More TV Or Not More TV: That is the Question

By Ernie Witham   |   June 20, 2019

We don’t watch much TV, so we have a bare-bones cable package. We get the basic networks, some Spanish-speaking soap operas that involve a lot of yelling and scantily-clad women, and about 16 shopping channels all with excited people that probably “just barely” failed their screen tests for action shows, but who now dramatically sell everything from outdoor throw pillows…

“Here, catch, not-as-good-looking-as-me QTV co-star. Now is that the softest thing to ever hit you in the face and smear your cheap makeup or what? Wait, do not throw the wicker porch chair on special today for only three simple payments of $250! Ouch!..”

…To the senior lifestyle Sit-N-Go electric scooter with built-in “ahooga” horn. “Yes seniors, it’s faster than a speeding attendant. More powerful than a Fleet enema. Plus, it folds and unfolds for easy storage in 15 seconds or less with a wireless key fob. Oops. Excuse me, lowly assistant whom I shouldn’t have to share the bright lights of HotDealsToday with, I seem to have gotten my coattail stuck. No don’t touch the throttle. Ahhhhh.”

Every now and then we think about avoiding ad-TV by upgrading to the 500-channel standard package that most people have. “Whew, that’s everything that’s on at 8:30, according to the guide.”

“Swell, only now it’s 9:00, so you have to start over.”

So far, though, we just watch Netflix latest releases. “Here’s another British murder mystery.”

“Father Brown?” 

“Nope Friar Twist. Must be a spin-off.” 

But, we do travel a lot and often experience televisions with different options. “Good news! I figured out how to turn on our Kamakura exchange partners TV.”

“Anything good on?”

“Well, I found an old western, but it’s been dubbed into Japanese.”

“What about subtitles?”

“We have our choice of Chinese or Bulgarian.”

Once, in a German home-exchange, the owners told us how to access English-speaking DVDs, but we could only get one of them to work. After the fifth time watching The Great Escape, I opened Netflix on my laptop.

“Wow, here is a documentary on the history of hot dogs. Look, here is a list of their secret ingredients…”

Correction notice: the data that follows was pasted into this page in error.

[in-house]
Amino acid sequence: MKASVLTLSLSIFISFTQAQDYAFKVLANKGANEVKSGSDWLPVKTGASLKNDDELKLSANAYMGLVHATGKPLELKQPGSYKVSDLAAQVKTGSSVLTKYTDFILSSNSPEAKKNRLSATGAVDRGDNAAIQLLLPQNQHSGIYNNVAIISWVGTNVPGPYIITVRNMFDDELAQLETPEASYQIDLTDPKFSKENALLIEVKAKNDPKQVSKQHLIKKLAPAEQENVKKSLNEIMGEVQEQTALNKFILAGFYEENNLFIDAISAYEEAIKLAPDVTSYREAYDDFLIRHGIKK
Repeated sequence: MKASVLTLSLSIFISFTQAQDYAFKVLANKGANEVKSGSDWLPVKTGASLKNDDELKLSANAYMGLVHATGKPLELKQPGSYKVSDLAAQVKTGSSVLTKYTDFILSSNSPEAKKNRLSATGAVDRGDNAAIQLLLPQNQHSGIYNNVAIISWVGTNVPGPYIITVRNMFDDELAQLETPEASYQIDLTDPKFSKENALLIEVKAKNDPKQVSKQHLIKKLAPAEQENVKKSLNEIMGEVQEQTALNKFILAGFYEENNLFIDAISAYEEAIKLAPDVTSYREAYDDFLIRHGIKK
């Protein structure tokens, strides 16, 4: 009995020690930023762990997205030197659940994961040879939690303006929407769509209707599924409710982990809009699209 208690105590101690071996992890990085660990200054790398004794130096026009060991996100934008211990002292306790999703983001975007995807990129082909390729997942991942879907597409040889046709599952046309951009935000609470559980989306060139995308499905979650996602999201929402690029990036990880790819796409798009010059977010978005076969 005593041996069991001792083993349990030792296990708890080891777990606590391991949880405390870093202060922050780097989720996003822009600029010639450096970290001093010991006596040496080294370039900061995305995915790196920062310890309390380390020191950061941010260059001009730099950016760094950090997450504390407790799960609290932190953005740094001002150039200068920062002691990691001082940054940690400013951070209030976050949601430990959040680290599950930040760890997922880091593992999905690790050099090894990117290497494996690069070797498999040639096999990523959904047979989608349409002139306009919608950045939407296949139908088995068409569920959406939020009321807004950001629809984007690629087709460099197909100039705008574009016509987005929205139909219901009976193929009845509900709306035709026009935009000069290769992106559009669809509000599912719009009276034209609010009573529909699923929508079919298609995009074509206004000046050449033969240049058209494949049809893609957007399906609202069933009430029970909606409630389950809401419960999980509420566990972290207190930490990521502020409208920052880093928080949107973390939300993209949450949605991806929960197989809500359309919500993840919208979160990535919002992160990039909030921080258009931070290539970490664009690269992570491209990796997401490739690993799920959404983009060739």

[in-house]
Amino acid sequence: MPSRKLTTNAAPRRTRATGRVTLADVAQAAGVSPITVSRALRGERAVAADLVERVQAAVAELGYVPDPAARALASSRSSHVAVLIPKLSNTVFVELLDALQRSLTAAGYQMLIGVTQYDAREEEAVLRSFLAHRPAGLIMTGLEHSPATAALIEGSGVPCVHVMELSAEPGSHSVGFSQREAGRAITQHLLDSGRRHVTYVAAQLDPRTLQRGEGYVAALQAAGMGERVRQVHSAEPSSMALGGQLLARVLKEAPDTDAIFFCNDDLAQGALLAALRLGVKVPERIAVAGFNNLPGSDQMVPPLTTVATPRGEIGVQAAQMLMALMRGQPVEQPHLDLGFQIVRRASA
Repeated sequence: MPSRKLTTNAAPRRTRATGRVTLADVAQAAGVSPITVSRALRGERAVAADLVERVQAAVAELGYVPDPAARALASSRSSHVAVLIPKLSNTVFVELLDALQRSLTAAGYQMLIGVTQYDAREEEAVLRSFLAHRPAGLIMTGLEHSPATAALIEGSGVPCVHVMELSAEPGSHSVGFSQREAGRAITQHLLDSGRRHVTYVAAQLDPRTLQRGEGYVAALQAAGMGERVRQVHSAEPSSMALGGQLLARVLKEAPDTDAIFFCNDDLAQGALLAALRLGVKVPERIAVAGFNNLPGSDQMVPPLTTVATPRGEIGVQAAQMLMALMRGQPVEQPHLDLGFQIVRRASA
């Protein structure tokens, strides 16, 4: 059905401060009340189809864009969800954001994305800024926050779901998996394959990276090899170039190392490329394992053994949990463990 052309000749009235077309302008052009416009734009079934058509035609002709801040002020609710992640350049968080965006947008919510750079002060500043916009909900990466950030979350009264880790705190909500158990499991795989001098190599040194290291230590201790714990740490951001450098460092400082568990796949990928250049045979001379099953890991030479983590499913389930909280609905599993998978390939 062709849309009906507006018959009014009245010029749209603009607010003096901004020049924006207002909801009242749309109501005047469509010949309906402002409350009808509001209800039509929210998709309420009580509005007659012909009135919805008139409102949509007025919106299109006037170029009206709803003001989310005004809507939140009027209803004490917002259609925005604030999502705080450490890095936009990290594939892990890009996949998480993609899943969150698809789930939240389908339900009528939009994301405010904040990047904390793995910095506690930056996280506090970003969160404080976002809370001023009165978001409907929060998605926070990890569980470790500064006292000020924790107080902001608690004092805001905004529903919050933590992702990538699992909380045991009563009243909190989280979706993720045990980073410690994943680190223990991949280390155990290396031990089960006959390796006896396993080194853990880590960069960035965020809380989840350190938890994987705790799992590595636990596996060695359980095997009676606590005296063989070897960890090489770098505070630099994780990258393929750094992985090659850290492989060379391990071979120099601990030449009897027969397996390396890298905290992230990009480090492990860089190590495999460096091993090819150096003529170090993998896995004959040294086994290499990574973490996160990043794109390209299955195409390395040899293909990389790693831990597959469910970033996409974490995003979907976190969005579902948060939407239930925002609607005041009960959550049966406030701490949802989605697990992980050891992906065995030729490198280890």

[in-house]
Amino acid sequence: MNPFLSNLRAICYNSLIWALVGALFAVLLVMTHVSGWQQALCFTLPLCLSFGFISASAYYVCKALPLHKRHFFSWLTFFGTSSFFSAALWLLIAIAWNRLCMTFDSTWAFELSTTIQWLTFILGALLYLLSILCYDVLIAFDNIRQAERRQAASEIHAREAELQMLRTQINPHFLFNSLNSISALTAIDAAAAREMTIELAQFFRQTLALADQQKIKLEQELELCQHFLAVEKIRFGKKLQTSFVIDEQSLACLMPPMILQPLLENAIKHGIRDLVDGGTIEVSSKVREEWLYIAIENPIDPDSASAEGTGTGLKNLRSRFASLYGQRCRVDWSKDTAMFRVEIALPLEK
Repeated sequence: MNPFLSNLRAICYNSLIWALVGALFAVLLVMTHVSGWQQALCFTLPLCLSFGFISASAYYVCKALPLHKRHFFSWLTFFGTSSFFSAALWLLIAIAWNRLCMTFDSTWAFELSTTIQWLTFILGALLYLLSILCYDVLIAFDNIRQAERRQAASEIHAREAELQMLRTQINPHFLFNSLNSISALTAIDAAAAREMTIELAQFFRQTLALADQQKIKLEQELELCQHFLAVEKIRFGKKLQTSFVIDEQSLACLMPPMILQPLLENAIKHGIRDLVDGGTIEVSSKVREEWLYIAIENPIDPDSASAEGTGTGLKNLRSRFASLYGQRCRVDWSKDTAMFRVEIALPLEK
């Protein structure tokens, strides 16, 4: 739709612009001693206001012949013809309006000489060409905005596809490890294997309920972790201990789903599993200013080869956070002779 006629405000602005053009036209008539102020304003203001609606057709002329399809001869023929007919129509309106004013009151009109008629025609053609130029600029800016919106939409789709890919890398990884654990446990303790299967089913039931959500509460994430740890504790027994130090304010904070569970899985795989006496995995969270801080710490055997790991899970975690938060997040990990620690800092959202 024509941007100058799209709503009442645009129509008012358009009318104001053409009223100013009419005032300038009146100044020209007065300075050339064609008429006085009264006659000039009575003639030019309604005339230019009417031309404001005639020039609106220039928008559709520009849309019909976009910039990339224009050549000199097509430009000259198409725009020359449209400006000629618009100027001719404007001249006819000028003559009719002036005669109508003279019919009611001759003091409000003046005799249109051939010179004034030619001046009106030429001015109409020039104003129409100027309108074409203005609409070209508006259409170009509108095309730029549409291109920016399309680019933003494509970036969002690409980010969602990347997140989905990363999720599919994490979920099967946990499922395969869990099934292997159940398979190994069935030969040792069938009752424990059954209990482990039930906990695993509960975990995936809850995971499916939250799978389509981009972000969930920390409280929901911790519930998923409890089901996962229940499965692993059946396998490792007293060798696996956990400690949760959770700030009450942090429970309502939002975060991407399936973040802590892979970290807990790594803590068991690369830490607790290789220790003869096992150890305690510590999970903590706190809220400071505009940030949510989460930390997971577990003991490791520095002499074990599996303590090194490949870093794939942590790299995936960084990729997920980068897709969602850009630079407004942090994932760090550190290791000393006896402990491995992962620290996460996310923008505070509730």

“Yikes! Quick, put The Great Escape back on.”

Recently, though, in a hotel room in San Diego, I stumbled upon a channel called TLC, which apparently used to stand for The Learning Channel, which had a low viewership, because, well, it was called The Learning Channel. So, like KFC they changed their moniker and their format to include shows that better express day-to-day-living in America, like: Hoarding: Buried Alive.

According to their listing: “Hoarding can destroy the lives of the person afflicted and their loved ones. This series shines a light on the serious condition, with each one-hour episode profiling two extreme hoarders struggling to fight the need to collect things and return to a more normal life.”

“That’s mine!”

“I saw it first.”

“Wait, where’s my wife?”

“Unnddeerrr heerrree.”

 The show features professional therapists and organizers and is sponsored by Thrift Stores of America, Inc.

Another TLC deluxe offering: Extreme Cheapskates profiles people who stop at nothing to spend nothing. “From making reusable toilet paper and reusing dental floss to diving in garbage bins for gifts, these penny pinchers devise outrageous ways to cuts costs by any means necessary. There is a woman who washes her clothes while she showers; a guy who flushes his toilet just once a week; and a guy who makes his own toothpaste.”

“Hey Tom, this toothpaste tastes kind of like gin.”

“I know, great huh? The neighbors’ juniper tree fell down. We have a 10-year supply. Try my used olive oil mouthwash. Together they give you martini breath.”

Finally, the TLC píece de resistance: Extreme Couponing, which they describe thusly: “There’s saving a few dollars here and there by clipping coupons… and then there’s the super couponers. They are driven to finding the best deals and show the amazing ways in which they collect coupons, including one woman who sifts through dumpsters for them.” 

“Can I get a hand here? Anyone?”

Now the L.A. Times has gotten into the act and is offering a webinar by a couponing expert, so you too can be one of those people that holds up the lines at Target and Vons.

Hm. Maybe I’ll just read more books.


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